Composer: Franz Schubert
Performer: Paul Lewis – piano
Number of Discs: 1 CD
Format: FLAC (tracks)
Bit Depth: 24bit / 96kHz
Number of channels: 2.0
Label: Harmonia Mundi
Size: 1.76 GB
Scan: yes (PDF)
Paul Lewis – Schubert: The Late Piano Sonatas (D.784, 958, 959, 960)
Piano Sonata in A Minor, D. 784, Op. posth. 143
01. I. Allegro giusto (13:12)
02. II. Andante (4:01)
03. III. Allegro vivace (5:29)
Piano sonata in C Minor, D. 958
04. I. Allegro (10:38)
05. II. Adagio (8:14)
06. III. Menuetto (3:16)
07. IV. Allegro (9:29)
Piano sonata in A Major, D. 959
08. I. Allegro (11:58)
09. II. Andantino (7:47)
10. III. Scherzo Allegro vivace – Trio Un pocco più lento (5:12)
11. IV. Rondo Allegretto (13:22)
Piano Sonata in B Flat Major, D. 960
12. I. Molto moderato (15:23)
13. II. Andante sostenuto (9:15)
14. III. Scherzo Allegro vivace con delicatezza – Trio (3:45)
15. IV. Allegro, ma non troppo (8:09)
Recorded 2002 (D. 959, D. 960) and 2013 (D. 784, D. 958).
Paul Lewis is today regarded as one of the leading pianists of his generation, having won the most coveted prizes of the great classical institutions, for both his concert career and his recordings on harmonia mundi, topped by three Gramophone Awards including Record of the Year in 2008. He is also the first pianist in the history of the BBC Proms to have played the complete Beethoven concertos in a single season (2010). Early in 2011, Paul Lewis embarked on a two-year concert tour devoted to the works written by Schubert in the last six years of his life. Now completed, he has played in London, New York, Chicago, Tokyo, Melbourne, Rotterdam, Bologna, Florence and at the Schwarzenberg Schubertiade and the Théâtre des Champs-Élysées in Paris.
Paul Lewis spent much of the two-year period from 2011 to 2013 performing and recording the late piano music of Franz Schubert, focusing on pieces written during the last six years of Schubert’s life, from 1822 to 1828. After previous instalments in the series which included various sonatas and other pieces such as the ‘Wanderer’ Fantasy and the Impromptus, we now have a new volume of four sonatas, including the final three which were written in the last months of Schubert’s life.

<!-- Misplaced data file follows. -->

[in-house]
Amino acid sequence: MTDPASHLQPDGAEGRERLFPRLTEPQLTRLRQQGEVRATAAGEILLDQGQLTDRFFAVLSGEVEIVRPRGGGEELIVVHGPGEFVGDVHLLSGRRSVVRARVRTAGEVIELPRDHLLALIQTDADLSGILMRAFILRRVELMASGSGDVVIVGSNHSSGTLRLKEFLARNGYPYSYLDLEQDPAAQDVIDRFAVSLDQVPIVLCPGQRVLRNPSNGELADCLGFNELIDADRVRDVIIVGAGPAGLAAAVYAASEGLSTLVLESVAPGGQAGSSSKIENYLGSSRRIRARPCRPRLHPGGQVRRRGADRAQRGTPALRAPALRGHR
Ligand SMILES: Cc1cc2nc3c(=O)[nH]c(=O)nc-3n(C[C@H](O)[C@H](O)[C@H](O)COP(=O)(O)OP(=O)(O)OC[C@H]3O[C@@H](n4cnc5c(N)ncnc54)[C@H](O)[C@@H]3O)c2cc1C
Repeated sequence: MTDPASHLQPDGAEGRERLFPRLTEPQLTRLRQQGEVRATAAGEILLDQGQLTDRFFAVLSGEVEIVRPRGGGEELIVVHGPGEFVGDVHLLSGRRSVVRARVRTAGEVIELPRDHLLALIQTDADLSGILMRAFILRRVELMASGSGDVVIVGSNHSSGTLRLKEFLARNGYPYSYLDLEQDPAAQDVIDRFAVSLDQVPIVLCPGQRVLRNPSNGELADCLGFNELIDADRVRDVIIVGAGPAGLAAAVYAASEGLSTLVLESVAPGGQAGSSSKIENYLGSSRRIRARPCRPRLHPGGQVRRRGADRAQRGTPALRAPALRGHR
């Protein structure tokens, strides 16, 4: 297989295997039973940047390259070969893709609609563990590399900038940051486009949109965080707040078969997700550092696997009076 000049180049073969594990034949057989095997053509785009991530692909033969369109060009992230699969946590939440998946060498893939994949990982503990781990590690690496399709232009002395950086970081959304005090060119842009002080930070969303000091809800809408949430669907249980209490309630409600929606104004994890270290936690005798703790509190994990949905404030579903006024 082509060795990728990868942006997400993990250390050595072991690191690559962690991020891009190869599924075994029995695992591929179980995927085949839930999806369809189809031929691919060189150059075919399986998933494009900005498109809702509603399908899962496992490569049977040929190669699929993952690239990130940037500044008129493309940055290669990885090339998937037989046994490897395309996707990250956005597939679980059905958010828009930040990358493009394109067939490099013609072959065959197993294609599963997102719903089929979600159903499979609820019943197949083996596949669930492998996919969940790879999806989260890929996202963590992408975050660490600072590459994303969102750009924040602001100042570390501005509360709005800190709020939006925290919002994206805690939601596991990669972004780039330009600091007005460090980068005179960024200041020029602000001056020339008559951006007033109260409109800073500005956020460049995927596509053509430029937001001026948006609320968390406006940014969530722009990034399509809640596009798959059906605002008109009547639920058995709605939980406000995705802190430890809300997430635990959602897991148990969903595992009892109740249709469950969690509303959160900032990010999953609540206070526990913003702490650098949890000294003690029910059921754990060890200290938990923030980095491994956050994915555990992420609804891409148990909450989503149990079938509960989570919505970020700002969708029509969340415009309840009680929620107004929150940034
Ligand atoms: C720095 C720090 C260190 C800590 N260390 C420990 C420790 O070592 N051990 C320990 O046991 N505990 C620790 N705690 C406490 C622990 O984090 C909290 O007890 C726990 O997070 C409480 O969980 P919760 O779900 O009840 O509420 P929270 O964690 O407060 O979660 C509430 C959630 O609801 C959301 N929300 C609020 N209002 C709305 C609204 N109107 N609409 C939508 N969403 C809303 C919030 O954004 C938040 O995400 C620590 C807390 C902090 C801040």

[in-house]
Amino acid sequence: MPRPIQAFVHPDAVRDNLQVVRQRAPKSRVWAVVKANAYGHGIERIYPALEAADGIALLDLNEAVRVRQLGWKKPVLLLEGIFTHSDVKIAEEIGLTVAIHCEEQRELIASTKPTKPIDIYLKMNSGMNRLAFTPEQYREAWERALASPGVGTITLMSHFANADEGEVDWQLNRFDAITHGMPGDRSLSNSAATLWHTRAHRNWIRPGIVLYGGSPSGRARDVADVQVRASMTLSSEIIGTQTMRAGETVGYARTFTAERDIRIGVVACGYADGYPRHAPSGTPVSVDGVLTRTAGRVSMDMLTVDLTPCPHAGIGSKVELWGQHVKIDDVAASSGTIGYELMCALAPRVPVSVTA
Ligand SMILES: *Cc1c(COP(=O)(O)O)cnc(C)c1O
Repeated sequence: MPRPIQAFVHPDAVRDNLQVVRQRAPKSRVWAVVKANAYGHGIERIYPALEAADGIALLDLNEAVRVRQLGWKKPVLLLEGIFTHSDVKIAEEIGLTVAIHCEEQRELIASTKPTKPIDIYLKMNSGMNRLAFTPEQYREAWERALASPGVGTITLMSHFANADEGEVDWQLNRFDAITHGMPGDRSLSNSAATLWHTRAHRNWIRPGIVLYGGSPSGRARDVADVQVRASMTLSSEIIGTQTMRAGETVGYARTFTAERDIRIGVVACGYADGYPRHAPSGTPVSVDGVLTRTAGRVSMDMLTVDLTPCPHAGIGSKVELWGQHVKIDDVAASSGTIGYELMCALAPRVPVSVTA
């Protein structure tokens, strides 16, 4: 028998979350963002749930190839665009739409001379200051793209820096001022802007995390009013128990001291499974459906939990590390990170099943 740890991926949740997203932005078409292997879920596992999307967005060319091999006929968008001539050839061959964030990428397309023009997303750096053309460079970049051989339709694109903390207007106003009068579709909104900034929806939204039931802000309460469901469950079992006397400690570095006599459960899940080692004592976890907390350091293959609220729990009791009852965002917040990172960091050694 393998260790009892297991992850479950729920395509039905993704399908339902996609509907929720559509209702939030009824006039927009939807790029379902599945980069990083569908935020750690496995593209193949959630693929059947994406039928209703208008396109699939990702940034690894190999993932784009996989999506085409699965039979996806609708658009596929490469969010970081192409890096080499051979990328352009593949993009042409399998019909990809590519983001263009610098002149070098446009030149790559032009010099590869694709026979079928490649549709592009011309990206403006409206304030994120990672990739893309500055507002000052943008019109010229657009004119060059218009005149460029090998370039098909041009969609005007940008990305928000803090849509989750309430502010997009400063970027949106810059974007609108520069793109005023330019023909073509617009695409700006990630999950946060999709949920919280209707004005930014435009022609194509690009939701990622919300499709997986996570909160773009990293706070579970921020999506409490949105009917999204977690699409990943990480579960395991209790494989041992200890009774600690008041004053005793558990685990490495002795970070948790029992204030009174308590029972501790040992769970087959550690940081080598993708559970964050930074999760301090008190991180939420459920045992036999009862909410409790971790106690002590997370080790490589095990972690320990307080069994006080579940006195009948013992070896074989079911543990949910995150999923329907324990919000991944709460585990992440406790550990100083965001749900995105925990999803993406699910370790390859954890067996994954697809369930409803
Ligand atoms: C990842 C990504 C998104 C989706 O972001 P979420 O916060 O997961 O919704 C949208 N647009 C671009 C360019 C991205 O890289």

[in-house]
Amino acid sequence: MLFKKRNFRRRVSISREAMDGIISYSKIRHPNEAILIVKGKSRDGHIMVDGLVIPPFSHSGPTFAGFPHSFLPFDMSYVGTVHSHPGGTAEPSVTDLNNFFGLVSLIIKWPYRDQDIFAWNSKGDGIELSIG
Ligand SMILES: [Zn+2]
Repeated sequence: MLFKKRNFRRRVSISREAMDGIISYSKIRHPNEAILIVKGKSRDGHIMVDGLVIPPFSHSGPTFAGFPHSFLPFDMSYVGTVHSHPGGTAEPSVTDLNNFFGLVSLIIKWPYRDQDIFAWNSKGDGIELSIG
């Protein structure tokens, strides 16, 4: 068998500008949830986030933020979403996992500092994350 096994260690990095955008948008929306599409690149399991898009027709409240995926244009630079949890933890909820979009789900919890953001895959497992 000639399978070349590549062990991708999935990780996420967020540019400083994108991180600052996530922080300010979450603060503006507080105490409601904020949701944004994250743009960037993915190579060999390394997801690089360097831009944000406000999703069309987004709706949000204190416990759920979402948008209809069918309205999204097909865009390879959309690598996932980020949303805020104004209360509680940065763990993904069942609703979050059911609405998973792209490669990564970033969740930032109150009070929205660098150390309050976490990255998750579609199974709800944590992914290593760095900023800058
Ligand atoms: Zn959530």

The significance of the chosen time period is that it was in 1822 that Schubert contracted syphilis, and for Lewis this marked a complete change in the composer’s musical voice. You can hear this, I think, in the A minor Sonata D784, composed in February 1823, and therefore the first of the sonatas to be written after his diagnosis. Although usually when one thinks of the late Schubert piano sonatas, it’s often just the final three that come to mind, I’m glad that Lewis has also included this sonata, as it’s a wonderful piece, full of tragic, poignant nobility.
He really brings out the heaving turmoil that is present from the very first bar, and his playing acquires an appropriately heavy tread in the initial statement of the first movement’s principal theme. A good proportion of this movement is in bare, unharmonised octaves, and Lewis plays up this bleakness to great effect. It’s a powerfully affecting performance.
Alfred Brendel, Lewis’s mentor and a renowned Schubert interpreter in his own right, described the Sonata in C minor D958 as “the most neurotic sonata Schubert wrote”, and that is an aspect that Lewis seems not afraid to confront, notably in the last movement, a kind of nightmarish tarantella. Furthermore, his way with rubato in the first movement is quite magical, and his always-thoughtful dynamics and phrasing highlight the unexpected harmonic twists and turns that Schubert throws at the listener.
The range of colours that Lewis draws from one bar to the next is superb; soft, tender lyricism seamlessly giving way to crisp, immaculately clean passagework. In the Adagio second movement, Lewis judges the transitions back and forth between the sublime opening melody and the somewhat stormier sections perfectly.
While there’s no doubt about the virtuosity and authority of Lewis’s playing, there’s certainly nothing superficially flashy about his performance either. I remember reading an interview with him in which he mentioned that when he attends concerts, he sometimes feels the focus is more on the performer rather than the music they are playing, noting that this is something he is constantly at pains to avoid. I definitely feel he has achieved that here: throughout these sonatas I sensed a deeply considered performance where the primary concern was merely letting this extraordinary music speak for itself.
The set is completed with a second disc containing Lewis’s previous recordings (from 2002) of the final two sonatas, D959 and D960. Although one might argue that it would have been nice to have had new recordings of these as well, I can understand why Lewis didn’t feel the need to do so, as these are fine performances, particularly of D960, where he beautifully captures the serenity of the first movement. In any case, the album has been priced as if it were just a single disc, so especially if you don’t already own the final two sonatas, this is an absolute bargain, with masterful recordings of all four works. Thoroughly recommended!